Scientists Succeeded To Make Diamond Batteries From Nuclear Waste

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There are various concerns about the effects of nuclear facilities on the environment, which provide very high benefits in energy production. However, a group of scientists managed to produce diamond batteries with materials from nuclear facilities that are no longer used.

Some scientists in the UK are trying to produce cutting-edge diamond batteries by recycling nuclear plant materials that are no longer used. The production of diamonds by compressing this type of carbon is also called chemical vapor deposition.

The field used by researchers in the UK for this project is the abandoned Berkeley Facility in Gloucestershire. The Berkeley Facility, one of the first nuclear facilities in the UK, was shut down in 1989.

Berkeley Nuclear Plant
Scientists began to enter the safe parts of the facility, which took 30 years after its closure. Although the researchers cannot enter the part where the reactor is located, they can access the waste storage under the facility where the graphite used is stored. Tom Scott, one of the scientists conducting the research, said that the radioactive material inside the diamond can be wrapped and converted into electricity by diamond batteries.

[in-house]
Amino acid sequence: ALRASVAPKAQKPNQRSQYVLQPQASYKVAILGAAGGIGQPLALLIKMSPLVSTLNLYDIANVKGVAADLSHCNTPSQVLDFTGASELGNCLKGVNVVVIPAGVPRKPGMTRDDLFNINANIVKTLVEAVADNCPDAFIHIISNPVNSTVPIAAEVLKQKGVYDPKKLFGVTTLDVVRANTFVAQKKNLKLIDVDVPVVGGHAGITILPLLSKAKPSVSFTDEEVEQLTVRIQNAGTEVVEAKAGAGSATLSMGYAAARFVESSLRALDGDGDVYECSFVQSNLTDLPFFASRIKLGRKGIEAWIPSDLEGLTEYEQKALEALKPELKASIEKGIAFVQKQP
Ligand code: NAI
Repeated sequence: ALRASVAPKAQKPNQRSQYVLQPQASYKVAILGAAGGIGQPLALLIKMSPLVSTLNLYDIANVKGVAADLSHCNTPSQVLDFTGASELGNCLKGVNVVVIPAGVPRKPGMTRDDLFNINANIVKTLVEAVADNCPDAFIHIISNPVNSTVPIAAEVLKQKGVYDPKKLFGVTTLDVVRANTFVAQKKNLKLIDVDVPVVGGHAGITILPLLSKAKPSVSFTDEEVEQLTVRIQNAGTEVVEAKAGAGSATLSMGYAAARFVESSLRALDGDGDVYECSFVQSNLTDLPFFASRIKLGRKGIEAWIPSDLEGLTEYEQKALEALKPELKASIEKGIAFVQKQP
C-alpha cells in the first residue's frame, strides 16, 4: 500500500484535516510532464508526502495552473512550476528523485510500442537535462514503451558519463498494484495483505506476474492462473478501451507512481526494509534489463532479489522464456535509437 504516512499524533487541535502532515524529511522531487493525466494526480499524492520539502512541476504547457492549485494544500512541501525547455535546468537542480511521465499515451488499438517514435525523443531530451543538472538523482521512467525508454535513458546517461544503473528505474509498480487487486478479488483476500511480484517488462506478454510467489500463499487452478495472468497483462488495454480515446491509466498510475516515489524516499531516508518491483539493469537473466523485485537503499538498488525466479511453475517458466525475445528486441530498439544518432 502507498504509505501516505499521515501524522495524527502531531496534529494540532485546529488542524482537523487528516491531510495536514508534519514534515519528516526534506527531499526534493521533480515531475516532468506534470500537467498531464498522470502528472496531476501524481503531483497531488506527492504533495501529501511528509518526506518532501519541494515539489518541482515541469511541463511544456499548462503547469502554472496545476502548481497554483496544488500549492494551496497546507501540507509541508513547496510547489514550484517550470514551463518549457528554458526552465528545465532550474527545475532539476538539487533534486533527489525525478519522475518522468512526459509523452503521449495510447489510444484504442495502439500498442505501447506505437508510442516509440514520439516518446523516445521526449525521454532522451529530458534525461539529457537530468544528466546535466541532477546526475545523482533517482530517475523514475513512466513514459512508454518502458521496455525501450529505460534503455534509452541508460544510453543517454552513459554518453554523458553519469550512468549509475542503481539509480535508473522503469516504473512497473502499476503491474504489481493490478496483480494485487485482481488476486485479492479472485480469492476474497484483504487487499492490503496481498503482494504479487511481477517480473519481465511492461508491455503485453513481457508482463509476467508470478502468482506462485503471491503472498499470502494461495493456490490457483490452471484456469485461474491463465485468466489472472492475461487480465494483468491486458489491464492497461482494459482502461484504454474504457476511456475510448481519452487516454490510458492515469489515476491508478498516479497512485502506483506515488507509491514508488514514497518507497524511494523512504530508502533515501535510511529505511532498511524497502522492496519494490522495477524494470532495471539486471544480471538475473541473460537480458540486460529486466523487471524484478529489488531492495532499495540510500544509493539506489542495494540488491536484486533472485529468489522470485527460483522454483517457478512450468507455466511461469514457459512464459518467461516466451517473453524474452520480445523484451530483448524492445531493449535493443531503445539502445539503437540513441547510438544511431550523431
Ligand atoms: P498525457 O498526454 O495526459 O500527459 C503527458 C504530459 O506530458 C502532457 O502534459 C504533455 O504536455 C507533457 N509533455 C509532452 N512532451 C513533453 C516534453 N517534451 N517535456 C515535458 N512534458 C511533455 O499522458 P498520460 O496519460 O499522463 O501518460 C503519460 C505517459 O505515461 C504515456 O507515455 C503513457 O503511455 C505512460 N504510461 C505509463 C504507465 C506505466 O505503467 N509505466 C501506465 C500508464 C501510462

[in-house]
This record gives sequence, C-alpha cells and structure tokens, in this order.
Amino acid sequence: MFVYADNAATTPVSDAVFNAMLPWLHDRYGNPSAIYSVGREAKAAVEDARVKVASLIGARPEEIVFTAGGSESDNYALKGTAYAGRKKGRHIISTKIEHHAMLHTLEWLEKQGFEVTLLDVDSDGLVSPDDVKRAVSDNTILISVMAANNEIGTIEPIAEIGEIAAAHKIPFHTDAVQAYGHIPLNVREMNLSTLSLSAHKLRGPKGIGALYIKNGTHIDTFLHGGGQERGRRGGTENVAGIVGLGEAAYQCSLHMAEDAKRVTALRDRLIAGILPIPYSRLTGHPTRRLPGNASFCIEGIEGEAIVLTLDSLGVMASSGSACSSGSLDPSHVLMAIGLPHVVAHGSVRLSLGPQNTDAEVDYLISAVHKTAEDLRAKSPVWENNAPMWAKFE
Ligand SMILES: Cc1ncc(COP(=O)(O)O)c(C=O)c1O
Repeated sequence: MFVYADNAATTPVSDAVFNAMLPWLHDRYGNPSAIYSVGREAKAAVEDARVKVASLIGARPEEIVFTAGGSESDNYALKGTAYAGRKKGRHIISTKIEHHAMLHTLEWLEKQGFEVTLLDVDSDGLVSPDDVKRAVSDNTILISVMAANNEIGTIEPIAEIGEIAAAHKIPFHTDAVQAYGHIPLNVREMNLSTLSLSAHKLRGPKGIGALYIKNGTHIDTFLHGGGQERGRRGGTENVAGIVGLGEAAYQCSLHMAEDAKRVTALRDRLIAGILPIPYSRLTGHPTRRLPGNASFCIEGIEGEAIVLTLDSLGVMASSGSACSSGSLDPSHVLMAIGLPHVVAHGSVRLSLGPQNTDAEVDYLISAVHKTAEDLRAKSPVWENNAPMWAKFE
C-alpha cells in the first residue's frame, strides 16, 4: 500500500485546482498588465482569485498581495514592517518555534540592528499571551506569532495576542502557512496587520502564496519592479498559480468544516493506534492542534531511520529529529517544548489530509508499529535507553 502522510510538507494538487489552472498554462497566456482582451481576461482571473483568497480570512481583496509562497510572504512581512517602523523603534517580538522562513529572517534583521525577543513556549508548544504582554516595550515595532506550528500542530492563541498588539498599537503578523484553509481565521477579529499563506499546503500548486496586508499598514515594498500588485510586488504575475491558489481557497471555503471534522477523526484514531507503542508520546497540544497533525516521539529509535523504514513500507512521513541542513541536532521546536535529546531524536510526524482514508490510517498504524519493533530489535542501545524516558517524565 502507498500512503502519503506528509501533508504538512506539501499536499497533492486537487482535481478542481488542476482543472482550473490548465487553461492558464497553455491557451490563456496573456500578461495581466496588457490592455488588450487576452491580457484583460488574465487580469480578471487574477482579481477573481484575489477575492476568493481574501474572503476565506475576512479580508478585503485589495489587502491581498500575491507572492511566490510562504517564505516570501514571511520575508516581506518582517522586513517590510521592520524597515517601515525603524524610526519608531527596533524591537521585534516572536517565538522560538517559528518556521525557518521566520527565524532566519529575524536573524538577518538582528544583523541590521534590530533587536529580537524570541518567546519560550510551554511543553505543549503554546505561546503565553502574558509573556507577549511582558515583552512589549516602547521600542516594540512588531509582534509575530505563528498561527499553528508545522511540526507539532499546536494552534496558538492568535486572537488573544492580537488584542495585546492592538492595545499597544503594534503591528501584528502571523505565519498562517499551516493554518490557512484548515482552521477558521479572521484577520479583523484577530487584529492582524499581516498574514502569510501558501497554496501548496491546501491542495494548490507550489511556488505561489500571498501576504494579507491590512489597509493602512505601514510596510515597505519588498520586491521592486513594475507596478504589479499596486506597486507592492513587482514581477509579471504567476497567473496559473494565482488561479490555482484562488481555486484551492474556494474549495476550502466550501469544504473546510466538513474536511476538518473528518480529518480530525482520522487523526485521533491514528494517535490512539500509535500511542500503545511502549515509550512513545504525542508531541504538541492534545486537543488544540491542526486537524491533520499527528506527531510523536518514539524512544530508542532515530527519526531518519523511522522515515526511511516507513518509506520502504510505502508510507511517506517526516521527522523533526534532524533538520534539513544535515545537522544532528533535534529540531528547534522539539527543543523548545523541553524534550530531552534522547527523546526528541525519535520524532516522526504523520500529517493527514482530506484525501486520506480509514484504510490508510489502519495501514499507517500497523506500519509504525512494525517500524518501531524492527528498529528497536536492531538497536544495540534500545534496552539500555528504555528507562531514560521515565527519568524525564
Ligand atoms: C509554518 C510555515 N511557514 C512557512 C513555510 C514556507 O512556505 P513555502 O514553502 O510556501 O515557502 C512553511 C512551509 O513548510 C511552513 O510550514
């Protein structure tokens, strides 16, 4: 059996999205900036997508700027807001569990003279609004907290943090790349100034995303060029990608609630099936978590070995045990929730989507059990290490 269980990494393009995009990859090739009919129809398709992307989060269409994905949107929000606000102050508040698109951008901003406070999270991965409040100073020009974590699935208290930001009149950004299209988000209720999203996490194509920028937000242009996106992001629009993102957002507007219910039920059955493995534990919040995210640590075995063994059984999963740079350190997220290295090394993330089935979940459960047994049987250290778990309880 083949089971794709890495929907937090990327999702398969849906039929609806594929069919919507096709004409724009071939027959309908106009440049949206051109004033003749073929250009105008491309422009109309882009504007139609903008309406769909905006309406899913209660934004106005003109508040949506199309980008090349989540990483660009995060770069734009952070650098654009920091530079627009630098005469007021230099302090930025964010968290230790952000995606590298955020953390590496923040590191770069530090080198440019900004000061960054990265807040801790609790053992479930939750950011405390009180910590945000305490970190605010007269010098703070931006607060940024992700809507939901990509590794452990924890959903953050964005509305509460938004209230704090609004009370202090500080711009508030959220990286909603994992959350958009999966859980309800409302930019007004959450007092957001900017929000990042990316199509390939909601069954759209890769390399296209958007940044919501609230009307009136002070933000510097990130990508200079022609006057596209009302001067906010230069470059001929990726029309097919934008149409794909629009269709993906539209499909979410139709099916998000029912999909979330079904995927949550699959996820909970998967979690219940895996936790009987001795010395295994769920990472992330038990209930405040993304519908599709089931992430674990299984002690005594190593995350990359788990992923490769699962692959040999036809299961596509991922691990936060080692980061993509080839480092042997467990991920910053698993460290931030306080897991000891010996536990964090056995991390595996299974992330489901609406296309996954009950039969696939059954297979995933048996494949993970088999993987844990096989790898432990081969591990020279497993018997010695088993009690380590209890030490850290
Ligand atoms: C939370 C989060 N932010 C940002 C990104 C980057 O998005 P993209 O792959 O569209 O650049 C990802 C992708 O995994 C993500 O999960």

“We have been developing ultra-low-power sensors that can generate electricity from radioactive decay over the past few years,” Scott said in a statement. The most critical point in electricity generation is the radioactive carbon 14 isotope in the graphite used in the facility.

Scott says that the conversion of graphic carbon to batteries for batteries can also be done in facilities that have been terminated. Carbon’s 5,000-year half-life also provides diamond batteries with a very long life cycle. Of course, producing such a battery from the materials used in the nuclear facility brings to mind the first radioactivity, but the fact that the radioactivity is compressed into the diamond provides the security in this matter.

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Use of diamond batteries
Tom Scott said his team’s prototype diamond batteries are used in volcanoes, and the extremophile (an organism that can survive in extraordinary living conditions) the battery is very useful. One of the most important uses of these batteries may be space flights.

These small, fixed power supplies have enormous potential, especially in outer space. Such batteries also eliminate the need for vehicle ties, cable connections or a conductor. Only a chemical reaction that produces low, continuous electric current is sufficient.

These facilities have a second name because they are also used for the production of nuclear weapons fuel materials: the feeder reactor. The first of these nutritious reactors appeared in the USA in 1951 and spread across the world at the dawn of the Nuclear Age.


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